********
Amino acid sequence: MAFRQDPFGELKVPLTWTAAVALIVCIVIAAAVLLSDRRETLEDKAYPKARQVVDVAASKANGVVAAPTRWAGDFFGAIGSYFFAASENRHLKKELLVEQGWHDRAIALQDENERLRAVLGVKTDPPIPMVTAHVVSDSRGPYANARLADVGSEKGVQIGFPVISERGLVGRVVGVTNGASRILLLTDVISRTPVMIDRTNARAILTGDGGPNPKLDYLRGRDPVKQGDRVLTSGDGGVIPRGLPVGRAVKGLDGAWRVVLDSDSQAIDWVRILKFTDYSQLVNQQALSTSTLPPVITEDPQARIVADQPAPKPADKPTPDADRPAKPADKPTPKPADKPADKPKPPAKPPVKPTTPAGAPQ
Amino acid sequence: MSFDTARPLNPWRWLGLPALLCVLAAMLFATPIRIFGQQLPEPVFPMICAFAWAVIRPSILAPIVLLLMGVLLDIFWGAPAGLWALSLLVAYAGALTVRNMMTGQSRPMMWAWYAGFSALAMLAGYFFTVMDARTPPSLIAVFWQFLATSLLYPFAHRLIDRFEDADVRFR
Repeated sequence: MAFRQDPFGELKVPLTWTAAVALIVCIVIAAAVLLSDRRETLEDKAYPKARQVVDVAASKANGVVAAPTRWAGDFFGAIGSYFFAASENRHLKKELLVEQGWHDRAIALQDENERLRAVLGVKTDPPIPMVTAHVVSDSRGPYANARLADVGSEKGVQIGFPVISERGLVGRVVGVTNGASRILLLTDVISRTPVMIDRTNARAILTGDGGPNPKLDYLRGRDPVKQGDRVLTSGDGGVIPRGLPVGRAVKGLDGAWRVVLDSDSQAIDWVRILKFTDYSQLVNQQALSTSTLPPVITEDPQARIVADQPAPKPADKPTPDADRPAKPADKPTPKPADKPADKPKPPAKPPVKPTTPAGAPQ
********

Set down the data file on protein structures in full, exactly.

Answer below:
Amino acid sequence: MAFRQDPFGELKVPLTWTAAVALIVCIVIAAAVLLSDRRETLEDKAYPKARQVVDVAASKANGVVAAPTRWAGDFFGAIGSYFFAASENRHLKKELLVEQGWHDRAIALQDENERLRAVLGVKTDPPIPMVTAHVVSDSRGPYANARLADVGSEKGVQIGFPVISERGLVGRVVGVTNGASRILLLTDVISRTPVMIDRTNARAILTGDGGPNPKLDYLRGRDPVKQGDRVLTSGDGGVIPRGLPVGRAVKGLDGAWRVVLDSDSQAIDWVRILKFTDYSQLVNQQALSTSTLPPVITEDPQARIVADQPAPKPADKPTPDADRPAKPADKPTPKPADKPADKPKPPAKPPVKPTTPAGAPQ
Amino acid sequence: MSFDTARPLNPWRWLGLPALLCVLAAMLFATPIRIFGQQLPEPVFPMICAFAWAVIRPSILAPIVLLLMGVLLDIFWGAPAGLWALSLLVAYAGALTVRNMMTGQSRPMMWAWYAGFSALAMLAGYFFTVMDARTPPSLIAVFWQFLATSLLYPFAHRLIDRFEDADVRFR
Repeated sequence: MAFRQDPFGELKVPLTWTAAVALIVCIVIAAAVLLSDRRETLEDKAYPKARQVVDVAASKANGVVAAPTRWAGDFFGAIGSYFFAASENRHLKKELLVEQGWHDRAIALQDENERLRAVLGVKTDPPIPMVTAHVVSDSRGPYANARLADVGSEKGVQIGFPVISERGLVGRVVGVTNGASRILLLTDVISRTPVMIDRTNARAILTGDGGPNPKLDYLRGRDPVKQGDRVLTSGDGGVIPRGLPVGRAVKGLDGAWRVVLDSDSQAIDWVRILKFTDYSQLVNQQALSTSTLPPVITEDPQARIVADQPAPKPADKPTPDADRPAKPADKPTPKPADKPADKPKPPAKPPVKPTTPAGAPQ